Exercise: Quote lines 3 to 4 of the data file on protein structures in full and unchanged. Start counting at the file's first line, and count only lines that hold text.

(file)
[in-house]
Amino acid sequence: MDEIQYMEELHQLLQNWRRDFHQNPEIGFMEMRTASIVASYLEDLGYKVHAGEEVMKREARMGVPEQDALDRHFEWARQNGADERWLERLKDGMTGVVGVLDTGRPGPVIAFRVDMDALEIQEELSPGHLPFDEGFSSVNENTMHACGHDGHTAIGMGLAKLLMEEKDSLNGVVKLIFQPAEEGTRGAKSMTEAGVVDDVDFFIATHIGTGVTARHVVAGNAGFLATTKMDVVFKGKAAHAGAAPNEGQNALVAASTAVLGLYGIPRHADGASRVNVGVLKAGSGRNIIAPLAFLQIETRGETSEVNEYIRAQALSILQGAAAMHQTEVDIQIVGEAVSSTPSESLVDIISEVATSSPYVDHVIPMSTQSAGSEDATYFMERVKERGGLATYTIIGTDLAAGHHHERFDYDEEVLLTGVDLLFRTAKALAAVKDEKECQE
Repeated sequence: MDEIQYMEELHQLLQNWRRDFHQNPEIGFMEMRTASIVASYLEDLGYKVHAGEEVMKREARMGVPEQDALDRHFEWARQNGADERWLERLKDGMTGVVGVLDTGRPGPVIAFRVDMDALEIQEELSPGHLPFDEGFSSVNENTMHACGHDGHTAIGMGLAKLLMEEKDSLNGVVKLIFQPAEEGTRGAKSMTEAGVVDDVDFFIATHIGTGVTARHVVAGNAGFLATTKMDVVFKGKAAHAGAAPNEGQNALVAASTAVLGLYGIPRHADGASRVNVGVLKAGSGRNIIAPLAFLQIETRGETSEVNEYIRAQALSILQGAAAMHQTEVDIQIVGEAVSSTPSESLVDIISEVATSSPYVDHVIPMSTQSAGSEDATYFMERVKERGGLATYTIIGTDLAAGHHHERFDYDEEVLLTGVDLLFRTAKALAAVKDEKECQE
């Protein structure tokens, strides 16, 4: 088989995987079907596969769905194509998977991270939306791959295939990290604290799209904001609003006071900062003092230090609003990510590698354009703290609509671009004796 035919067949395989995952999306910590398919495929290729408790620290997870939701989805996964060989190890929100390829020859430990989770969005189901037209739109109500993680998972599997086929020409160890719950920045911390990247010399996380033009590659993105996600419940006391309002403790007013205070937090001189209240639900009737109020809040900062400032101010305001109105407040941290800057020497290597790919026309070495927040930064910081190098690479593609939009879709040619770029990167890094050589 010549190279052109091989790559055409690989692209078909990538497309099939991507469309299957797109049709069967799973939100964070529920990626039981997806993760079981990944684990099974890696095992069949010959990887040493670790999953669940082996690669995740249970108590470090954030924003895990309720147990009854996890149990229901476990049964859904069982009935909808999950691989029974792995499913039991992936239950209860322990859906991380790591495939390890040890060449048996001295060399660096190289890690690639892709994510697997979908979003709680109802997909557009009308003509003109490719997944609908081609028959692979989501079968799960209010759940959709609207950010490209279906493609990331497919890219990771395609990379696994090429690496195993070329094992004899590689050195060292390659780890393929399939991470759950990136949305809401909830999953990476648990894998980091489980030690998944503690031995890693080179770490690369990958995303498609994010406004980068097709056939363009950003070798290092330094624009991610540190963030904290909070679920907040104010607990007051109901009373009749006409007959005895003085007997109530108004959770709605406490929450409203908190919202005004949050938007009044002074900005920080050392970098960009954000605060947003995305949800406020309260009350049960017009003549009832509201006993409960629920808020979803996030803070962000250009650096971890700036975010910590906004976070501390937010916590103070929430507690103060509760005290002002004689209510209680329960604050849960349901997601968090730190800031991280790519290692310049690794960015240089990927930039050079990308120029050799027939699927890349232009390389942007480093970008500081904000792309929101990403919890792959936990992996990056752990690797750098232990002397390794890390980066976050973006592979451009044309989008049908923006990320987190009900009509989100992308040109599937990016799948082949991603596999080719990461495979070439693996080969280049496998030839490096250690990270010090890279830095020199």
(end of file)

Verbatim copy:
Repeated sequence: MDEIQYMEELHQLLQNWRRDFHQNPEIGFMEMRTASIVASYLEDLGYKVHAGEEVMKREARMGVPEQDALDRHFEWARQNGADERWLERLKDGMTGVVGVLDTGRPGPVIAFRVDMDALEIQEELSPGHLPFDEGFSSVNENTMHACGHDGHTAIGMGLAKLLMEEKDSLNGVVKLIFQPAEEGTRGAKSMTEAGVVDDVDFFIATHIGTGVTARHVVAGNAGFLATTKMDVVFKGKAAHAGAAPNEGQNALVAASTAVLGLYGIPRHADGASRVNVGVLKAGSGRNIIAPLAFLQIETRGETSEVNEYIRAQALSILQGAAAMHQTEVDIQIVGEAVSSTPSESLVDIISEVATSSPYVDHVIPMSTQSAGSEDATYFMERVKERGGLATYTIIGTDLAAGHHHERFDYDEEVLLTGVDLLFRTAKALAAVKDEKECQE
């Protein structure tokens, strides 16, 4: 088989995987079907596969769905194509998977991270939306791959295939990290604290799209904001609003006071900062003092230090609003990510590698354009703290609509671009004796 035919067949395989995952999306910590398919495929290729408790620290997870939701989805996964060989190890929100390829020859430990989770969005189901037209739109109500993680998972599997086929020409160890719950920045911390990247010399996380033009590659993105996600419940006391309002403790007013205070937090001189209240639900009737109020809040900062400032101010305001109105407040941290800057020497290597790919026309070495927040930064910081190098690479593609939009879709040619770029990167890094050589 010549190279052109091989790559055409690989692209078909990538497309099939991507469309299957797109049709069967799973939100964070529920990626039981997806993760079981990944684990099974890696095992069949010959990887040493670790999953669940082996690669995740249970108590470090954030924003895990309720147990009854996890149990229901476990049964859904069982009935909808999950691989029974792995499913039991992936239950209860322990859906991380790591495939390890040890060449048996001295060399660096190289890690690639892709994510697997979908979003709680109802997909557009009308003509003109490719997944609908081609028959692979989501079968799960209010759940959709609207950010490209279906493609990331497919890219990771395609990379696994090429690496195993070329094992004899590689050195060292390659780890393929399939991470759950990136949305809401909830999953990476648990894998980091489980030690998944503690031995890693080179770490690369990958995303498609994010406004980068097709056939363009950003070798290092330094624009991610540190963030904290909070679920907040104010607990007051109901009373009749006409007959005895003085007997109530108004959770709605406490929450409203908190919202005004949050938007009044002074900005920080050392970098960009954000605060947003995305949800406020309260009350049960017009003549009832509201006993409960629920808020979803996030803070962000250009650096971890700036975010910590906004976070501390937010916590103070929430507690103060509760005290002002004689209510209680329960604050849960349901997601968090730190800031991280790519290692310049690794960015240089990927930039050079990308120029050799027939699927890349232009390389942007480093970008500081904000792309929101990403919890792959936990992996990056752990690797750098232990002397390794890390980066976050973006592979451009044309989008049908923006990320987190009900009509989100992308040109599937990016799948082949991603596999080719990461495979070439693996080969280049496998030839490096250690990270010090890279830095020199």